The mission of the Goulburn Broken Catchment Management Authority (GBCMA) is the cost-effective protection and enhancement of the Catchment's land and water resources to improve social well-being, environmental quality and the sustainable productive capacity of the catchment. Specifically, the GBCMA seeks to protect and enhance natural environmental assets and their ecosystem processes and functions in a way that provides benefits for native biodiversity and the social and economic aspects of the catchment. As part of this goal the GBCMA has commissioned MDFRC to undertake a review of monitoring and research programs on the Broken River, which will contribute to the “‘Mending the Broken: Improving Flows and Habitat in the Broken River” and “Our Water –Our Future“ initiatives. This report reviews existing monitoring activities in the Broken River and Broken Creek catchments, identifies the strengths and weaknesses of these monitoring activities and their capacity to assess changes to stream health resulting from management activities. This information will provide a basis for the design of a comprehensive monitoring program of the Broken River and Broken Creek catchments. Currently, a variety of parameters are measured in monitoring programs within the Broken River and Broken Creek catchments by a number of different agencies. These parameters can be summarised into the following broad groups: Water Quality; Water Quantity; Biodiversity; Algal /Bacterial Populations; Habitat Variables; Climate Variables; The agencies collecting monitoring data operate under various primary objectives. These objectives influence the parameters measured, sites chosen, monitoring frequency, monitoring duration, the resolution of measurements, the statistical robustness of the project design and the comparability of the data with that from other projects. The GBCMA shares some of the objectives of each monitoring agency, but not all. In turn, this influences the applicability of the data to GBCMA’s monitoring objectives. There is great variation in the data sets in terms of spatial and temporal distribution, continuity, quality assurance and duration of data collection. Some data provides an indication of the site health for a discrete time period (snap shots) while other data is more useful for determining changes over time and space (long term monitoring). Analytical methods and data analysis also differ between agencies. The standard of quality assurance imposed by a monitoring program is of great importance when data from a variety of sources is to be used to assess ecological condition, particularly when it is to be put to a use other than that for which it was initially intended.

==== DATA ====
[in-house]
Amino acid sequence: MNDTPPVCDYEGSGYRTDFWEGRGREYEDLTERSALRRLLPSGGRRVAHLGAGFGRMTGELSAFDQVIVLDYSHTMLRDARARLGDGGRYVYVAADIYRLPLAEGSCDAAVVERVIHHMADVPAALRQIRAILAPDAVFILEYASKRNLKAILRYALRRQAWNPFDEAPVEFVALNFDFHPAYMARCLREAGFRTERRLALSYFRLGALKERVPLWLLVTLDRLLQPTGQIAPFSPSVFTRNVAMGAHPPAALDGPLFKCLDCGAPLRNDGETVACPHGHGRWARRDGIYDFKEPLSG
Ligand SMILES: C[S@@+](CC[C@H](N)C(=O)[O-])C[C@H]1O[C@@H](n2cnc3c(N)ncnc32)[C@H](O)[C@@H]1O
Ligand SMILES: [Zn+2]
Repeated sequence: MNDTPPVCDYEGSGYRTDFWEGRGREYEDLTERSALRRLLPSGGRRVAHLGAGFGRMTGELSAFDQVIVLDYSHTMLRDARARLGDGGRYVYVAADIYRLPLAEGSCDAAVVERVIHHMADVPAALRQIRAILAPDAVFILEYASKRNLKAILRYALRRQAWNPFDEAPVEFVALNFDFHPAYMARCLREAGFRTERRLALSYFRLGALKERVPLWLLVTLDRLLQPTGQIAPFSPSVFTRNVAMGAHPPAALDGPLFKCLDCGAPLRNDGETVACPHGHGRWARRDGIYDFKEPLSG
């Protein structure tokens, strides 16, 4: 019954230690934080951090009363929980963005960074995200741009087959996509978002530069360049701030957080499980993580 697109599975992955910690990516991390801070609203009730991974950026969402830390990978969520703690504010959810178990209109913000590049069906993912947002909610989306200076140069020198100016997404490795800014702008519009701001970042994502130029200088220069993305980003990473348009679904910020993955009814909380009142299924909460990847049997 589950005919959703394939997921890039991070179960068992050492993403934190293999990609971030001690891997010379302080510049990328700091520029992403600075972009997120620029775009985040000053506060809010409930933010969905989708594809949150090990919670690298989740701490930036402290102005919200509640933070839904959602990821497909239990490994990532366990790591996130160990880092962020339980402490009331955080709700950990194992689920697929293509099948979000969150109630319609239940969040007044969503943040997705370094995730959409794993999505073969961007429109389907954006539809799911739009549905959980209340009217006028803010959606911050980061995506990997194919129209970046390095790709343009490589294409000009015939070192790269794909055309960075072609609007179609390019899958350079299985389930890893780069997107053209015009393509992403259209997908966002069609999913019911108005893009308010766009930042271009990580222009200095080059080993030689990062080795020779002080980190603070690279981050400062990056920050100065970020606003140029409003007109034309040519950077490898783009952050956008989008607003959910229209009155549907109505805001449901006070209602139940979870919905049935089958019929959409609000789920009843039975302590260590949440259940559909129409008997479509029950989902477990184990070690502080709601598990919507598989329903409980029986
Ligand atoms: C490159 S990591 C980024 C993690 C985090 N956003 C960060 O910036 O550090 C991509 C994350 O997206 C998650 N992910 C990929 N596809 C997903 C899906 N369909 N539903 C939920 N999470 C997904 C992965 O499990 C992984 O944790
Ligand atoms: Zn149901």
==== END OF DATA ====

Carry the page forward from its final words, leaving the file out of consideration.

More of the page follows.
When the available data is evaluated in terms of the data required for the assessment of future GBCMA management works, it becomes obvious that there are several areas where the data are inadequate. These knowledge gaps are most prominent in the areas of wetland biodiversity and water quality, stream geomorphology and hydraulics and in-stream and riparian habitat assessment. Population and habitat data for icon species and pest species in the Broken catchment are also lacking. The applicability of the existing data to GBCMA’s monitoring objectives will ultimately depend on GBCMA’s specific monitoring requirements, which will vary depending on the reach, management works and expected outcomes. Once specific monitoring requirements are determined the applicability of the existing data may also be determined. GBCMA may benefit from supporting and/or implementing a suite of monitoring programs/projects that are aimed at continuing the collection of long term data, improving the spatial distribution of data, assessing the efficacy of rehabilitation works, and filling knowledge gaps. This suite of monitoring data should include the following types for specific purposes: Descriptive Monitoring – detect change, predict problems, characterise sites; Analytical Monitoring - determine whether management interventions are achieving their objectives and improving knowledge of system response. Where possible, design should be based on conceptual models and hypotheses of how the works influence the system; and Scientific Research (e.g. PhD projects) to fill knowledge gaps. Several conceptual models based on the objectives of the GBCMA for environmental health in the Broken River and Broken Creek catchments conclude this report. Conceptual models are provided as a means of designing monitoring programs and assessing the environmental variables of most direct relevance to restoration works. They can also be instrumental in detecting knowledge gaps, which is information that will be critical for the second phase of the ‘Mending the Broken’ initiative - design of an appropriate monitoring program.